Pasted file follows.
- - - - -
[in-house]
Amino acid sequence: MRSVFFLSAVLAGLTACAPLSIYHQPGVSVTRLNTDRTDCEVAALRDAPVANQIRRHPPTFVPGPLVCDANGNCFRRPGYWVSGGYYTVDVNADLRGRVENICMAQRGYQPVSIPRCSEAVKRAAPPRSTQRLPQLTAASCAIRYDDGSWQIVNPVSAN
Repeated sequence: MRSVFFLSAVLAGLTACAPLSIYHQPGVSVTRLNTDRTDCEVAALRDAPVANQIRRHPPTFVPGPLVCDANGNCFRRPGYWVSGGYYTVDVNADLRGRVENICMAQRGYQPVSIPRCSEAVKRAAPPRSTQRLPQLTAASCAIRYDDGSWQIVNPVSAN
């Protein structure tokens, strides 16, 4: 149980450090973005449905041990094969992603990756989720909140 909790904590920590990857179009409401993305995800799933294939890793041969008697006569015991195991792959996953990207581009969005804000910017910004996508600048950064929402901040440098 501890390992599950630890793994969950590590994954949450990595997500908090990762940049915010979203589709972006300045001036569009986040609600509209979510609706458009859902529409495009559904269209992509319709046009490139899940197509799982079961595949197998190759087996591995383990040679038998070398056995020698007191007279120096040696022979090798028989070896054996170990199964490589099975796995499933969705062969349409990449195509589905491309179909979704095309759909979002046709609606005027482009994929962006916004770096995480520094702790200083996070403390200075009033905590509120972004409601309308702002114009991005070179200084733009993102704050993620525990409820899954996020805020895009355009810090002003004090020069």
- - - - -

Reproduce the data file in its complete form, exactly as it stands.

[in-house]
Amino acid sequence: MRSVFFLSAVLAGLTACAPLSIYHQPGVSVTRLNTDRTDCEVAALRDAPVANQIRRHPPTFVPGPLVCDANGNCFRRPGYWVSGGYYTVDVNADLRGRVENICMAQRGYQPVSIPRCSEAVKRAAPPRSTQRLPQLTAASCAIRYDDGSWQIVNPVSAN
Repeated sequence: MRSVFFLSAVLAGLTACAPLSIYHQPGVSVTRLNTDRTDCEVAALRDAPVANQIRRHPPTFVPGPLVCDANGNCFRRPGYWVSGGYYTVDVNADLRGRVENICMAQRGYQPVSIPRCSEAVKRAAPPRSTQRLPQLTAASCAIRYDDGSWQIVNPVSAN
């Protein structure tokens, strides 16, 4: 149980450090973005449905041990094969992603990756989720909140 909790904590920590990857179009409401993305995800799933294939890793041969008697006569015991195991792959996953990207581009969005804000910017910004996508600048950064929402901040440098 501890390992599950630890793994969950590590994954949450990595997500908090990762940049915010979203589709972006300045001036569009986040609600509209979510609706458009859902529409495009559904269209992509319709046009490139899940197509799982079961595949197998190759087996591995383990040679038998070398056995020698007191007279120096040696022979090798028989070896054996170990199964490589099975796995499933969705062969349409990449195509589905491309179909979704095309759909979002046709609606005027482009994929962006916004770096995480520094702790200083996070403390200075009033905590509120972004409601309308702002114009991005070179200084733009993102704050993620525990409820899954996020805020895009355009810090002003004090020069």